As the parent of eight, I want to thank President Trump, 418 members of the House and the entire Senate for recognizing the fundamental threat human trafficking poses to our nation.
By encouraging government bureaucracies and industry to coordinate resources within the Department of Transportation, the Combating Human Trafficking in Commercial Vehicles Act will help streamline efforts to end the scourge of human exploitation.
And that will improve our ability to find and eradicate terrorists, who rely on our transportation network to move people, drugs and weapons on our own soil.
Partisan acrimony and special interests tend to go hand in hand with bureaucratic government inefficiency. But for this critical measure, those groups came together in a bipartisan way to cut red tape in support of our national interest.
Except for one lone vote, embarrassingly, from Florida’s First District U.S. House member. Representative Matt Gaetz voted no. For philosophical reasons, he said.
The military has been developing strategies to work with outside “stovepipe” agencies for some time. Cooperation between different bureaucratic systems was a lesson Desert Storm and Desert Shield taught on the ground, in real time.
There, in a foreign desert environment, airmen, marines, soldiers, and sailors came together to complete the mission, defeat the enemy, preserve lives and materiel, and be prepared to fight another day. My squadronmates courageously flew missions in the vanguard of our attack because they trusted our “purple” compatriots supporting us from other branches of the military, implicitly.
We didn’t have time to discuss the finer points of inter-service government theory; we learned how to work with other branches as the situation on the ground demanded, and we got things done. I am proud of each and every one of the military men and women I served with. They knew what it takes to defend our country, risking both life and limb in the process, and they did it without grumbling over interservice academic minutiae.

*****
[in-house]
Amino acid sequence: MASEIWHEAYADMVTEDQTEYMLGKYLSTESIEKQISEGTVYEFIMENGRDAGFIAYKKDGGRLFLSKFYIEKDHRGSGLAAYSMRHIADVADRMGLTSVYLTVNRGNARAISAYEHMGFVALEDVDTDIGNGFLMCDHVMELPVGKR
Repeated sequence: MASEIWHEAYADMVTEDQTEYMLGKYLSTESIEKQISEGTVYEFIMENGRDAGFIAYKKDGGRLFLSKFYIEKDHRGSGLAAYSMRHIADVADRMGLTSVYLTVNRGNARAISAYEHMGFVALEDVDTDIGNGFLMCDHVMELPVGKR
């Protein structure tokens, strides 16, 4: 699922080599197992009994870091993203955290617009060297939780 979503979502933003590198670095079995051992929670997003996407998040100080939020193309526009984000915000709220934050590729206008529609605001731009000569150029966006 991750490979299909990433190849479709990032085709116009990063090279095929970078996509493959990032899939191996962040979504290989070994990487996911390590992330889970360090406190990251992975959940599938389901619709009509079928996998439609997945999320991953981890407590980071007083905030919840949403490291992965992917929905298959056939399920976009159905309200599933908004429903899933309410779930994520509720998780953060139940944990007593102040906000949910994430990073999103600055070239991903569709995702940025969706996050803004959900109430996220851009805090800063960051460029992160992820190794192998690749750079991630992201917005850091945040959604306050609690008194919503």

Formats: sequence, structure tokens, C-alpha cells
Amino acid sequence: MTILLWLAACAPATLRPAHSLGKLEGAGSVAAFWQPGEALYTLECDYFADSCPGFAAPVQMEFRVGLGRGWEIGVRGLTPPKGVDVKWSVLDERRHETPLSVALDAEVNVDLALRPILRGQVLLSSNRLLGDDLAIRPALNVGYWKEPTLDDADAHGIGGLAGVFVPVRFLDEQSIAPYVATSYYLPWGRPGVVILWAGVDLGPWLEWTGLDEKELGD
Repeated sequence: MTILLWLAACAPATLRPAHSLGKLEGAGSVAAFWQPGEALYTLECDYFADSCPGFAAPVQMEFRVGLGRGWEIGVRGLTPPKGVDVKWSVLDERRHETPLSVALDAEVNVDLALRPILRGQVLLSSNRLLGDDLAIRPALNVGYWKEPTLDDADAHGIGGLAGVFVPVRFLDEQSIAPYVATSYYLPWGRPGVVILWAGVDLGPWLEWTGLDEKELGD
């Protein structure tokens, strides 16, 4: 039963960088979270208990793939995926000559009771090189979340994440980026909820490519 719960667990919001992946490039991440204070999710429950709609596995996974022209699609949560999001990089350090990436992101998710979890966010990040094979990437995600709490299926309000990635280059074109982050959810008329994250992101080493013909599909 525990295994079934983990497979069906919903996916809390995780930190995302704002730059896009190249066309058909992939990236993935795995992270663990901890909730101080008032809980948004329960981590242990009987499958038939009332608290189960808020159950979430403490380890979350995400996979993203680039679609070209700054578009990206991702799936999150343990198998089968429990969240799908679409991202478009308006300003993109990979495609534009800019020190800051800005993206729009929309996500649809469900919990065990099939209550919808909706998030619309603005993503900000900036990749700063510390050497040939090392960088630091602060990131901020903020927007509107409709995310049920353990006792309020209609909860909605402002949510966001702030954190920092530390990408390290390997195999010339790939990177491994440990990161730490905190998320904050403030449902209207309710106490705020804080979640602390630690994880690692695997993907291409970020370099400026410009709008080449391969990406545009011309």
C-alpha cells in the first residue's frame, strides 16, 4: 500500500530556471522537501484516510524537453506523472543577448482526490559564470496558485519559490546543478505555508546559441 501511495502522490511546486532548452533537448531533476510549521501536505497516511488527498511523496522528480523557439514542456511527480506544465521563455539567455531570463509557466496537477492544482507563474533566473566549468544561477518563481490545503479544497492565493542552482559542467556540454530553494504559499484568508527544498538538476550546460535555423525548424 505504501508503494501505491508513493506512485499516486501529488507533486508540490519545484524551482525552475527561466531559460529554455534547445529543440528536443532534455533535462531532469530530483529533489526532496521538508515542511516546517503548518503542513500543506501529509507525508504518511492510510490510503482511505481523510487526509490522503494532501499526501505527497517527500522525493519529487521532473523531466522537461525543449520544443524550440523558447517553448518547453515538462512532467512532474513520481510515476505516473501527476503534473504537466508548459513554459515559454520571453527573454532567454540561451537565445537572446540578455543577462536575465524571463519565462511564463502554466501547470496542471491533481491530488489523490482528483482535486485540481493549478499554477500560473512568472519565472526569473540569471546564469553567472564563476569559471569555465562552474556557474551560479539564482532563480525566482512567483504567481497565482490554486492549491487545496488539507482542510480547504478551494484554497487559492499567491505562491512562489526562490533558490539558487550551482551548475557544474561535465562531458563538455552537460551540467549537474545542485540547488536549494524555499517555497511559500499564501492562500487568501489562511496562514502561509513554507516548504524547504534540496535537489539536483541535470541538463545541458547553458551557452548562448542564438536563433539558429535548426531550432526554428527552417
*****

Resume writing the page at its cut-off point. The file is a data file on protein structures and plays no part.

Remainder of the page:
If we can translate that ethos to civilian government and industry, we can accomplish anything. We can vanquish any enemy.
The preservation of our great nation requires constant vigilance against those who would do us harm. It has always demanded it of the military; but in the age of domestic terror, it also demands it from government and civilian organizations on the ground, in real time.
I will always wonder, if our government had had better information flow in place, if we could have avoided 9/11.
The primary mission of the federal government is to protect its citizens; with corollary goals of safeguarding property and our unalienable God-given rights. Our elected representatives to that government have one job: to create legislation that promotes the best interests of our nation.
On Fox News’ Tucker Carlson show, District One’s current congressman recently stated: “Take for example the Hezbollah story you just mentioned. It’s not just cocaine that’s being trafficked. You have got Hezbollah working in common cause with narco-traffickers in South America to move opium, to move heroin, to move people into the United States.”
And yet, knowing that, our congressman voted against a measure designed to cut bureaucratic snarl and help our odds of beating those very same threats.
On 9/11, terrorists attacked pillars of our American values. They brought down the Twin Towers, representing our economic vitality; the Pentagon, representing our military might; and targeted Congress, representing our democratic constitutional form of government.
They hate our position in the world as a beacon of hope and inspiration precisely because we have demonstrated that we can work together for a common good.
But we need leaders with the conviction to place the national good above their own personal ambitions and ego. A nation that hopes to promote integrity in the rest of the world demands leaders with integrity.
Thankfully, almost all of ours understand that.